Ethnicity is a protected status and the decision to approve or deny an application cannot be based on the applicant’s ethnicity.

Is there a statistically significant difference in how credit is granted between ethnicities that could indicate bias or discrimination? Contrarily, could the difference indicate a business opportunity?

In order to prepare and apply a model to this dataset, we’ll first have to break it into two subsets. The first will be the training set on which we will develop the model. The second will be the test dataset which we will use to test the accuracy of our model. We will allocate 75% of the items to Training and 25% items to the Test set.

Once our dataset has been split, we can establish a baseline model for predicting whether a credit application will be approved. This baseline model will be used as a benchmark to determine how effective the models are. First, we determine the percentage of credit card applications that were approved in the training set: There are 517 applications and 287 or 56% of which were denied. Since more applications were denied than were approved, our baseline model will predict that all applications were denied. This simple model would be correct 56% of the time. Our models have to be more accurate than 56% to add value to the business.

```
0 1
287 230
```

**Create the Model**

Regression models are useful for predicting continuous (numeric) variables. However, the target value in Approved is binary and can only be values of 1 or 0. The applicant can either be issued a credit card or denied- they cannot receive a partial credit card. We could use linear regression to predict the approval decision using threshold and anything below assigned to 0 and anything above is assigned to 1. Unfortunately, the predicted values could be well outside of the 0 to 1 expected range. Therefore, linear or multivariate regression will not be effective for predicting the values. Instead, logistic regression will be more useful because it will produce probability that the target value is 1. Probabilities are always between 0 and 1 so the output will more closely match the target value range than linear regression.

The model summary shows that the p-values for each coefficient. Alongside these coefficients, the summary gives R’s usual at-a-glance scale of asterisks for significance. Using this scale, we can see that the coefficients for AgeNorm and Debt3 are not significant. We can likely simplify the model by removing these two variables and get nearly the same accuracy.

```
Call:
glm(formula = Approved ~ AgeNorm + DebtLog + YearsEmployedLog +
CreditScoreLog + IncomeLog, family = binomial, data = Train)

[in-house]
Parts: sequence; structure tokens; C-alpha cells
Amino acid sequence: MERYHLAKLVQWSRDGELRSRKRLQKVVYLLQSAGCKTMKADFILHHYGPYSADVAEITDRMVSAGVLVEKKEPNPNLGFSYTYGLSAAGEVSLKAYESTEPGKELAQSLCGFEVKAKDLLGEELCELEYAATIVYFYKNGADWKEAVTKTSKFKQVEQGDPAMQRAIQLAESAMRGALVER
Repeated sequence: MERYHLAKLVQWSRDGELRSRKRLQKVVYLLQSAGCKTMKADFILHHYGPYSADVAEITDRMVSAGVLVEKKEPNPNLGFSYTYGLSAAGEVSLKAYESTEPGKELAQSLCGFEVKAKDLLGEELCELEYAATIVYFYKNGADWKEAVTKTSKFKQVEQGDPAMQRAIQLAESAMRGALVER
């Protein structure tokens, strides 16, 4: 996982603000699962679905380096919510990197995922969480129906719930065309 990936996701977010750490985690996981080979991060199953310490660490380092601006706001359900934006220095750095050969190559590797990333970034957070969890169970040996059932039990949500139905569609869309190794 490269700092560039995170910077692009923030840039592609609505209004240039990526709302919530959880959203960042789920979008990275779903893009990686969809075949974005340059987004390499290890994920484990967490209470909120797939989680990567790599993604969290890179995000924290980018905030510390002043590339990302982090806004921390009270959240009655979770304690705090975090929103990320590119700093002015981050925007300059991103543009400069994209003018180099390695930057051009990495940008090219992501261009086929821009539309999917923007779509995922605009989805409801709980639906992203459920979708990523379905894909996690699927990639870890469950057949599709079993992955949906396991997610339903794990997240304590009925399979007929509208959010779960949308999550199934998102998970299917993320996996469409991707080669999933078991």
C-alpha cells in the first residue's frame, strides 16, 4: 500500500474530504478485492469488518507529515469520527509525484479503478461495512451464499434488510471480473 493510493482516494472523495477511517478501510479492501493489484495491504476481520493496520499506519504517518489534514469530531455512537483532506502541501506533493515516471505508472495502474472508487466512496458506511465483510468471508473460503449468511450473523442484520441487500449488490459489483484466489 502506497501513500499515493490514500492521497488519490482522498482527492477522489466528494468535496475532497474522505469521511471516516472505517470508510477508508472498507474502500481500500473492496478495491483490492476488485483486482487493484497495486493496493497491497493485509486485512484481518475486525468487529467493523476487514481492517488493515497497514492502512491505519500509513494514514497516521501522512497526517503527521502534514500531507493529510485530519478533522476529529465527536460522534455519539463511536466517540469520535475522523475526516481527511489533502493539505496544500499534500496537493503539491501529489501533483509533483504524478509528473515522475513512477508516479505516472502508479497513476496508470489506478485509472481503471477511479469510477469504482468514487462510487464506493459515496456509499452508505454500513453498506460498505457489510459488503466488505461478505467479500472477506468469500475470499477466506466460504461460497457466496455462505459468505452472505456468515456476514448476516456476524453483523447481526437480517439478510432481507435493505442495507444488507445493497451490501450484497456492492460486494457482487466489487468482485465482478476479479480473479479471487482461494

Deviance Residuals:
Min 1Q Median 3Q Max
-2.4345 -0.7844 -0.4906 0.7212 2.1822
Coefficients:
Estimate Std. Error z value Pr(>|z|)
(Intercept) -0.13120 0.11197 -1.172 0.241315
AgeNorm 0.01151 0.11721 0.098 0.921797
DebtLog 0.10338 0.11517 0.898 0.369364
YearsEmployedLog 0.70361 0.12782 5.505 3.70e-08 ***
CreditScoreLog 1.03286 0.13884 7.439 1.01e-13 ***
IncomeLog 0.46008 0.11970 3.844 0.000121 ***
---
Signif. codes: 0 '***' 0.001 '**' 0.01 '*' 0.05 '.' 0.1 ' ' 1
(Dispersion parameter for binomial family taken to be 1)
Null deviance: 710.42 on 516 degrees of freedom
Residual deviance: 508.93 on 511 degrees of freedom
AIC: 520.93
Number of Fisher Scoring iterations: 5
```

The confusion matrix shows the distribution of actual values and predicted values. The top left value is the number of observations correctly predicted as denied credit and the bottom right is the number of observations correctly predicted as credit granted. The other values are the false positive and false negative values. Of the 517 observations, the model correctly predicted 398 approval decisions (249 + 149) or about 77% accuracy. Already, we can see that we have improved on the baseline model and improved our accuracy by 21%. We can use this matrix to compare the results of the model after removing the non-significant variables.

```
FALSE TRUE
0 249 38
1 81 149
```

As noted above, the model can be simplified by removing the AgeNorm and Debt3 variables. The three remaining numerical values are highly significant with low p-values. We interpret these significance codes as being very useful in predicting the credit approval status.

```
Call:
glm(formula = Approved ~ YearsEmployedLog + CreditScoreLog +
IncomeLog, family = binomial, data = Train)
Deviance Residuals:
Min 1Q Median 3Q Max
-2.4186 -0.7643 -0.4906 0.7161 2.1198
Coefficients:
Estimate Std. Error z value Pr(>|z|)
(Intercept) -0.1341 0.1117 -1.200 0.229964
YearsEmployedLog 0.7243 0.1229 5.891 3.83e-09 ***
CreditScoreLog 1.0370 0.1382 7.503 6.26e-14 ***
IncomeLog 0.4633 0.1197 3.869 0.000109 ***
---
Signif. codes: 0 '***' 0.001 '**' 0.01 '*' 0.05 '.' 0.1 ' ' 1
(Dispersion parameter for binomial family taken to be 1)
Null deviance: 710.42 on 516 degrees of freedom
Residual deviance: 509.77 on 513 degrees of freedom
AIC: 517.77
Number of Fisher Scoring iterations: 5
```

The confusion matrix from this revised model is very close to the earlier version. The model has correctly predicted 387 items which is only 12 fewer than before. The accuracy is comparable – 75% vs. 77% – and the model is simpler.

```
FALSE TRUE
0 246 41
1 79 151
```

We’ve simplified the model intuitively by removing AgeNorm and Debt3 but we can accomplish the same process algorithmically by calling the step() function. This function simplifies a given model by removing variables with the lowest AIC value. The resulting formula is the same as we intuitively selected earlier so we can be confident the model was optimized to be simple and still provide the most information.